The nursing home industry is fighting a new federal rule that would have forced some of their most pressing problems out of the shadows and into public view.

Last fall, the Department of Health and Human Services issued a rule barring nursing homes that receive federal funds from requiring residents to resolve disputes through private arbitration, rather than in court. The rule would affect 15,000 nursing homes across the country that receive billions in taxpayer money through Medicare and Medicaid.

It has become increasingly common for nursing homes to require new residents to sign contracts that include a clause requiring them to settle any disputes with them through arbitration. Unlike an open court proceeding, arbitration is conducted behind closed doors, and any damage award to the resident is typically less than what a jury might award for the injury and harms caused by the nursing home neglect.  These arbitration clauses are often contained in the fine print of nursing home contracts, and they are generally not negotiable.

Supporters of the new rule, including officials in 16 states and the District of Columbia, argued it was necessary because the arbitration clauses had the effect of keeping prospective residents and their families in the dark about which nursing homes had the worst records of resident complaints and injury.

The rule was set to take effect on Nov. 28, but two weeks prior to that a federal judge in Mississippi granted a request from a nursing home industry lobbying group to block its enforcement. Then last month, HHS announced it would not enforce the rule until and unless the judge’s order was lifted. Now, especially in light of the administration change in Washington, the fate of the arbitration ban is in serious doubt.

It is most unfortunate, because these arbitration clauses strip some of our most vulnerable citizens of an important avenue for recourse, and they lessen the incentive for nursing home operators to maintain safe living conditions for seniors. A 2015 investigation by The New York Times that examined records from 25,000 nursing home arbitrations uncovered disturbing cases of elder abuse and neglect that had been hidden from public view.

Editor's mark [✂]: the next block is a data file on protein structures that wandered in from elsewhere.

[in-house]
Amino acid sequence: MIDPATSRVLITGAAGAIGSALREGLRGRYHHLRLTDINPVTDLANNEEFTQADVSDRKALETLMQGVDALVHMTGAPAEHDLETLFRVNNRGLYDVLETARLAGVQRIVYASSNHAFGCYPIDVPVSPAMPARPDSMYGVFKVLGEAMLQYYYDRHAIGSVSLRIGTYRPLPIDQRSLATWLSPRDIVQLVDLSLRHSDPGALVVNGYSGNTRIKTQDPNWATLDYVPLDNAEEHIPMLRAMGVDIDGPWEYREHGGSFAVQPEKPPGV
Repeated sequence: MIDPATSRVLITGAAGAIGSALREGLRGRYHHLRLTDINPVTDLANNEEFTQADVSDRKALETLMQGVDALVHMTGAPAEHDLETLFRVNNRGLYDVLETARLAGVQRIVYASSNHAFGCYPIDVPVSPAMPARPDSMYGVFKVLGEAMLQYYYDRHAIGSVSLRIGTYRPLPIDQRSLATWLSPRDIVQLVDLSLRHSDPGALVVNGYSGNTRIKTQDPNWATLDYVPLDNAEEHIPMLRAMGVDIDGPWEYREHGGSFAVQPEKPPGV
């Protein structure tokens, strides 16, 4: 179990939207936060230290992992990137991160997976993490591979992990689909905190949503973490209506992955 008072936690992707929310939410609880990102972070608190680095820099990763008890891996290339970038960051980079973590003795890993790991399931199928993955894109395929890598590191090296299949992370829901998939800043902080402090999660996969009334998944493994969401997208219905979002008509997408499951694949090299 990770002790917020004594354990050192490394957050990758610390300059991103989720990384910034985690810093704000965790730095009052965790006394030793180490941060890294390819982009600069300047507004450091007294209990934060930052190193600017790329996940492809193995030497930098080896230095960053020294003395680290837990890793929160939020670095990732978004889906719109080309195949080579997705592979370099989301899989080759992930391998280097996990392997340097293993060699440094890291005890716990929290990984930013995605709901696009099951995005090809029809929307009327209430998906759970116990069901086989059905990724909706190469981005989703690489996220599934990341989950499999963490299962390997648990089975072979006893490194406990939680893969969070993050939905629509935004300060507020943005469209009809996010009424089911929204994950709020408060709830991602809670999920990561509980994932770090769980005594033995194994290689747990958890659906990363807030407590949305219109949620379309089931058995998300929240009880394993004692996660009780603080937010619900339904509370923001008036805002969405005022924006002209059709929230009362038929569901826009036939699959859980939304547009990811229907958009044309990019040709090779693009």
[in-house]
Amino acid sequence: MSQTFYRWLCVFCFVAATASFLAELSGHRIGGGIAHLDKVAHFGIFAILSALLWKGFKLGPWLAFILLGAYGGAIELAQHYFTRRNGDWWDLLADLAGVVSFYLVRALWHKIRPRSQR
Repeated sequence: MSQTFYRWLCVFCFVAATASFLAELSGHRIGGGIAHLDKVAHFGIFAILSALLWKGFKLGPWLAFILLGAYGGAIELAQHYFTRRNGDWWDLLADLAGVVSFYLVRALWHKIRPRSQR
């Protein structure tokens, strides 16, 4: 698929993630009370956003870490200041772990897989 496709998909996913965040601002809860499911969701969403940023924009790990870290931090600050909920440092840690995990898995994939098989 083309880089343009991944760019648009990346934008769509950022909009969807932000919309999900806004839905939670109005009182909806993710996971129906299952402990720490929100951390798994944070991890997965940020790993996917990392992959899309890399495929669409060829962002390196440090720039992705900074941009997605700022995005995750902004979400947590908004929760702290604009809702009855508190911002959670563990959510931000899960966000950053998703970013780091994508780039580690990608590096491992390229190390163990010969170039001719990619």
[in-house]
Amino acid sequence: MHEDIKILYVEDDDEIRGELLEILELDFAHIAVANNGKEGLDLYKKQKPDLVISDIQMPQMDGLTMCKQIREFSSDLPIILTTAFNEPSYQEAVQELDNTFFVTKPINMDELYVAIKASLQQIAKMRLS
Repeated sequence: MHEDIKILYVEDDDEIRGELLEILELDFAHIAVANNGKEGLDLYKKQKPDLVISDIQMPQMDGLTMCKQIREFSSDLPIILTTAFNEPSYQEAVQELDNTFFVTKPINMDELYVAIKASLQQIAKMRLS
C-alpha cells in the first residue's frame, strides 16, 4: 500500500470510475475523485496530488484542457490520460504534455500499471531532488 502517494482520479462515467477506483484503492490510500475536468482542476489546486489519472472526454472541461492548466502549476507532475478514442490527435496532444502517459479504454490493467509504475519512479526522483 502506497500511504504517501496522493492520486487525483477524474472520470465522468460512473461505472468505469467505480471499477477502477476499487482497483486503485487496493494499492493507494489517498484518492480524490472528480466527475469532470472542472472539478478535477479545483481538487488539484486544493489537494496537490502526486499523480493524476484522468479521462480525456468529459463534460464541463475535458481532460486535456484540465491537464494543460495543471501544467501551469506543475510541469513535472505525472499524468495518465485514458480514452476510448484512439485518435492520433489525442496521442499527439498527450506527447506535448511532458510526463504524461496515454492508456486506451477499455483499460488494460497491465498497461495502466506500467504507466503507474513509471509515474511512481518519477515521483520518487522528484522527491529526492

The good news is that brave individuals across the country are fighting these arbitration clauses with some success. In 2015, the Kentucky Supreme Court ruled that the arbitration clauses invoked in three nursing home wrongful death cases were not enforceable, and the U.S. Supreme Court is set to review the decision this year. Similar cases have arisen around the U.S., including in Minnesota and Texas.

If you or a loved one has been injured in a nursing home, don’t let the fine print of your contract stop you from seeking help. You could challenge that arbitration clause and have your day in court. Contact the experienced attorneys in the Sommers Schwartz Medical Malpractice Litigation Group today to review your case.

Matthew Curtis

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Matthew Curtis

Matthew Curtis is a senior shareholder and member of the Board of Directors at Sommers Schwartz, P.C. For the past 30 years, he has successfully litigated complex personal injury and medical malpractice cases throughout Michigan, and across the United States.